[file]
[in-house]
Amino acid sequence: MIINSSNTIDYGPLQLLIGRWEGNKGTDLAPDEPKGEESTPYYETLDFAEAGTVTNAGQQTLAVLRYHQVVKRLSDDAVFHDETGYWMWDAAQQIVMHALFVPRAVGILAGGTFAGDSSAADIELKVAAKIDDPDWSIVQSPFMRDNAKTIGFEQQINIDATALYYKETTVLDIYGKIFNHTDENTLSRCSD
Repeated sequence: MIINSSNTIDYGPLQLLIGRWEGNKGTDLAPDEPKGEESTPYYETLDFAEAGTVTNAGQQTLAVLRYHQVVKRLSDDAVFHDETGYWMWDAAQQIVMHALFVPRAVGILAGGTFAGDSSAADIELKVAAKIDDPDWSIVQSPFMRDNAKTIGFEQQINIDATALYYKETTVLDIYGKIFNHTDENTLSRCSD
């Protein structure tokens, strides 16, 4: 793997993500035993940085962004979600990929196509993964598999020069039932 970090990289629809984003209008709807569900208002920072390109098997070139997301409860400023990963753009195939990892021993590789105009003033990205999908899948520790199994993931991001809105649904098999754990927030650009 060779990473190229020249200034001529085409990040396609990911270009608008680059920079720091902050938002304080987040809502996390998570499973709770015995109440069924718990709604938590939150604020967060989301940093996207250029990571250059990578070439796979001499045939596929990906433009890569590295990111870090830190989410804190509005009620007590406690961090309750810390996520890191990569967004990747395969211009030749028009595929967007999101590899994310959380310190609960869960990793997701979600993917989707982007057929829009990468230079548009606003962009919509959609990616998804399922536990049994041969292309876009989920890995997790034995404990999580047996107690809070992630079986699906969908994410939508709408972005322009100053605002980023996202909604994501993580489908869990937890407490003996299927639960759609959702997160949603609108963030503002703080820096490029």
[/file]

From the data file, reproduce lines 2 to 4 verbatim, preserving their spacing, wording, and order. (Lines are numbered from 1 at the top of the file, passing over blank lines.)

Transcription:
Amino acid sequence: MIINSSNTIDYGPLQLLIGRWEGNKGTDLAPDEPKGEESTPYYETLDFAEAGTVTNAGQQTLAVLRYHQVVKRLSDDAVFHDETGYWMWDAAQQIVMHALFVPRAVGILAGGTFAGDSSAADIELKVAAKIDDPDWSIVQSPFMRDNAKTIGFEQQINIDATALYYKETTVLDIYGKIFNHTDENTLSRCSD
Repeated sequence: MIINSSNTIDYGPLQLLIGRWEGNKGTDLAPDEPKGEESTPYYETLDFAEAGTVTNAGQQTLAVLRYHQVVKRLSDDAVFHDETGYWMWDAAQQIVMHALFVPRAVGILAGGTFAGDSSAADIELKVAAKIDDPDWSIVQSPFMRDNAKTIGFEQQINIDATALYYKETTVLDIYGKIFNHTDENTLSRCSD
């Protein structure tokens, strides 16, 4: 793997993500035993940085962004979600990929196509993964598999020069039932 970090990289629809984003209008709807569900208002920072390109098997070139997301409860400023990963753009195939990892021993590789105009003033990205999908899948520790199994993931991001809105649904098999754990927030650009 060779990473190229020249200034001529085409990040396609990911270009608008680059920079720091902050938002304080987040809502996390998570499973709770015995109440069924718990709604938590939150604020967060989301940093996207250029990571250059990578070439796979001499045939596929990906433009890569590295990111870090830190989410804190509005009620007590406690961090309750810390996520890191990569967004990747395969211009030749028009595929967007999101590899994310959380310190609960869960990793997701979600993917989707982007057929829009990468230079548009606003962009919509959609990616998804399922536990049994041969292309876009989920890995997790034995404990999580047996107690809070992630079986699906969908994410939508709408972005322009100053605002980023996202909604994501993580489908869990937890407490003996299927639960759609959702997160949603609108963030503002703080820096490029």